The patriotic United States of World War II had every state working to help the war effort. Each state made its own special contribution to a demanding time of sacrifice and hardship. The war took a toll on every American living through the war, and the people of Delaware were no exception.
War requires plenty of men and supplies. As Uncle Sam recruited staggering amounts of men to enlist in his army, their places of employment sorely missed their labor efforts. Approximately 8,500 Delawareans were either signed up to fight or drafted to fight in the first year of the war. Women and children stepped up to the plate to try and make up for the absence in labor. For example, an asparagus crop in Sussex County was reaped by the hands of school children from the city of Wilmington and Sussex County in April via two-week shifts that rotated for the students in order to allow them to keep up with their schooling.
Along with new workers, new defense contracts altered the course-work of many production lines. A year prior to the Pearl Harbor attack, the DuPont Company released its nylon product to the market. Once the war commenced, the production of nylon and other products changed to benefit the war effort. In the end, the company would produce more than the total amount of explosives that were used in all of World War I. Farmers were asked to change their crops to try and meet shortages on the market. Shipyards in Delaware experienced a revival as the demand for war vessels grew. All of these changes, enacted to help the boys win overseas.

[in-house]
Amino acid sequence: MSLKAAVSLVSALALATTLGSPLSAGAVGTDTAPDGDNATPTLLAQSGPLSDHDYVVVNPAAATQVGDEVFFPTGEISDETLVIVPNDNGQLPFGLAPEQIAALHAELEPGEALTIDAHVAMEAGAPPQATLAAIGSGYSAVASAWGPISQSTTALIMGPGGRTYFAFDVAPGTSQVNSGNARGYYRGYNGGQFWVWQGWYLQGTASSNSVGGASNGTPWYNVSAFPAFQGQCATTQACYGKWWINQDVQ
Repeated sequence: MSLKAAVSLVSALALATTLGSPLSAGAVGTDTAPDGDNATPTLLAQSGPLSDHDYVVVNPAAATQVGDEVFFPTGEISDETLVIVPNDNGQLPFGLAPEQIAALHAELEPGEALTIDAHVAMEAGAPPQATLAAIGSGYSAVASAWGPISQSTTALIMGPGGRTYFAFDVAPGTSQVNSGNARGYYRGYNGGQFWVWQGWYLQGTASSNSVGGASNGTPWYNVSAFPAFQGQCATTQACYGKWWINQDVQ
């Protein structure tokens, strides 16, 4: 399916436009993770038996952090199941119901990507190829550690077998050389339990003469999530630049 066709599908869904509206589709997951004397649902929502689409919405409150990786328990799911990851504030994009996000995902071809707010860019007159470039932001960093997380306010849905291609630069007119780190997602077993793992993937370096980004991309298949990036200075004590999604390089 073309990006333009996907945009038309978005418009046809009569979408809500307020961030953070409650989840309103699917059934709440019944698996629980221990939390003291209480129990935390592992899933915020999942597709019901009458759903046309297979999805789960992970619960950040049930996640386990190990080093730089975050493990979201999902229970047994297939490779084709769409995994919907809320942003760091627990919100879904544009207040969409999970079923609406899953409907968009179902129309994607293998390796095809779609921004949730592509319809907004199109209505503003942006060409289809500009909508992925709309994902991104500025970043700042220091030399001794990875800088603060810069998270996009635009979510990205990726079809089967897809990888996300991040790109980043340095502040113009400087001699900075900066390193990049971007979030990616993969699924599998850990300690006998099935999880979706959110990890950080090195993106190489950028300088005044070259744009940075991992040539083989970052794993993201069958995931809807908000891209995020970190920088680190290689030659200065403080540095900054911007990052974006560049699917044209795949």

It is only appropriate, then, for Delawareans to hold a special place in their hearts for a war that impacted them so greatly. My appreciation for WWII history as it is today really stemmed from my participation in National History Day. I would not have learned as much as I have about the matter and developed such a grand appreciation for this specific chapter in history. Perhaps, this is the best way to go about memorializing Delaware WWII history in the eyes of young people such as myself. I would be very excited to see a few WWII special prizes introduced to the Delaware National History Day competition. At the state level, there exists a few “special” prizes that I learned about during the awards ceremony. These could possibly create incentive to create a WWII-driven History Day project if they were announced or advertised right at the beginning of the project season. National History Day definitely made an influence on my view of history, especially related to WWII. I would be glad to see it have the same effect on others.